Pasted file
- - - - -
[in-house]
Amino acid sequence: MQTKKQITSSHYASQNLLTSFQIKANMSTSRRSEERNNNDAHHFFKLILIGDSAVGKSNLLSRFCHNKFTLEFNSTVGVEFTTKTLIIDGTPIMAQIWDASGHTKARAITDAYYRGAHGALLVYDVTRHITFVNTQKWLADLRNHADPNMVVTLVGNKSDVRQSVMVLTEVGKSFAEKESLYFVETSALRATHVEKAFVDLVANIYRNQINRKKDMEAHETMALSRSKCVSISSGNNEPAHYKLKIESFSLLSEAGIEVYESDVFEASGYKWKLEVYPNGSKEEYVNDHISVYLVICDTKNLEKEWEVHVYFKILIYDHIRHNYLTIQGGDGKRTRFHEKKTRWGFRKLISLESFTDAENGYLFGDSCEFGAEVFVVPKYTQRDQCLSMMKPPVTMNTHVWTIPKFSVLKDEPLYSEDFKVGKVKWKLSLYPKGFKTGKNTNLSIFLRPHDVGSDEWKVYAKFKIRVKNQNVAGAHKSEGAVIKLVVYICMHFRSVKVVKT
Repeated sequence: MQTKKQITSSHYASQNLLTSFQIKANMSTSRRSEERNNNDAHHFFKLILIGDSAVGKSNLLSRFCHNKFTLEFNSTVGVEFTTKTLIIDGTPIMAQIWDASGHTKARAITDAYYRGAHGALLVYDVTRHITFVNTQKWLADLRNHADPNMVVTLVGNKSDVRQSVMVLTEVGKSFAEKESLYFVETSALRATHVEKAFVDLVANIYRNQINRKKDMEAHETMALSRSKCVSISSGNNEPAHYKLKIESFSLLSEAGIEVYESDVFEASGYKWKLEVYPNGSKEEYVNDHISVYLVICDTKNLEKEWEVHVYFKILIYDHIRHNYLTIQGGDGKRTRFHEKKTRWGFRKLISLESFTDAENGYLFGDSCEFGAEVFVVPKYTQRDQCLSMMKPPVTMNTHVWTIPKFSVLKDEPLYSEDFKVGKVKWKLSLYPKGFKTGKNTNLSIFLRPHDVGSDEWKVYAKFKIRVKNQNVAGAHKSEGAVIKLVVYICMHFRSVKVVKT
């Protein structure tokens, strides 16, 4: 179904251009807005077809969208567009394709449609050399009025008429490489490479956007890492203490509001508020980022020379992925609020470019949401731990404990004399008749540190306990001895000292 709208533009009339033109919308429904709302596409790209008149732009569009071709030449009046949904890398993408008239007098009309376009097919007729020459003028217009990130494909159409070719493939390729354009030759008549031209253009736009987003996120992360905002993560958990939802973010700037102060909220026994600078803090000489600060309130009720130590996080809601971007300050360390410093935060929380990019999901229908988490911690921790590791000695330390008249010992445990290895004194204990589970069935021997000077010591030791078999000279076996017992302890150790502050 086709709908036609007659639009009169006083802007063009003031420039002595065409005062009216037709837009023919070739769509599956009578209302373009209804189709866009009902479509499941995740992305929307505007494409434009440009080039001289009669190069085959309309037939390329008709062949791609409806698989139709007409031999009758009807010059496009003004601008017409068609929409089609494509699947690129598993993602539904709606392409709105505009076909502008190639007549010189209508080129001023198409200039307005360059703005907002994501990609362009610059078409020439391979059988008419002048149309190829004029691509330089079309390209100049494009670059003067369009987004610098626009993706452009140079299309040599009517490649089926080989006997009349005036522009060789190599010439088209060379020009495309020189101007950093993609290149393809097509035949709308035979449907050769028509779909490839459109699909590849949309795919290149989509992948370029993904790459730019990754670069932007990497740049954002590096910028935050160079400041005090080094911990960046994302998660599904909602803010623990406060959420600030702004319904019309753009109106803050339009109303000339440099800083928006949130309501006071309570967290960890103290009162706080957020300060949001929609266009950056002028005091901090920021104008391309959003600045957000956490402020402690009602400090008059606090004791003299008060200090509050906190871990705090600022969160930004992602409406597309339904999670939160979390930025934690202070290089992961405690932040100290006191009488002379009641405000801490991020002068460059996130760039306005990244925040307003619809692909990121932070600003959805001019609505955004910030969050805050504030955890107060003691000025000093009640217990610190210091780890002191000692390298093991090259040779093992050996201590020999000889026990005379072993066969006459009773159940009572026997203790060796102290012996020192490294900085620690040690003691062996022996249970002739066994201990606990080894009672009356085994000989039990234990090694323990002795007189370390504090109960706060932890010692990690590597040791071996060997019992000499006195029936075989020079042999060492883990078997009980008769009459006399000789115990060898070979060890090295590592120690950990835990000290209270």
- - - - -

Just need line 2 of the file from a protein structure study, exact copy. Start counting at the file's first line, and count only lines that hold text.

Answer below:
Amino acid sequence: MQTKKQITSSHYASQNLLTSFQIKANMSTSRRSEERNNNDAHHFFKLILIGDSAVGKSNLLSRFCHNKFTLEFNSTVGVEFTTKTLIIDGTPIMAQIWDASGHTKARAITDAYYRGAHGALLVYDVTRHITFVNTQKWLADLRNHADPNMVVTLVGNKSDVRQSVMVLTEVGKSFAEKESLYFVETSALRATHVEKAFVDLVANIYRNQINRKKDMEAHETMALSRSKCVSISSGNNEPAHYKLKIESFSLLSEAGIEVYESDVFEASGYKWKLEVYPNGSKEEYVNDHISVYLVICDTKNLEKEWEVHVYFKILIYDHIRHNYLTIQGGDGKRTRFHEKKTRWGFRKLISLESFTDAENGYLFGDSCEFGAEVFVVPKYTQRDQCLSMMKPPVTMNTHVWTIPKFSVLKDEPLYSEDFKVGKVKWKLSLYPKGFKTGKNTNLSIFLRPHDVGSDEWKVYAKFKIRVKNQNVAGAHKSEGAVIKLVVYICMHFRSVKVVKT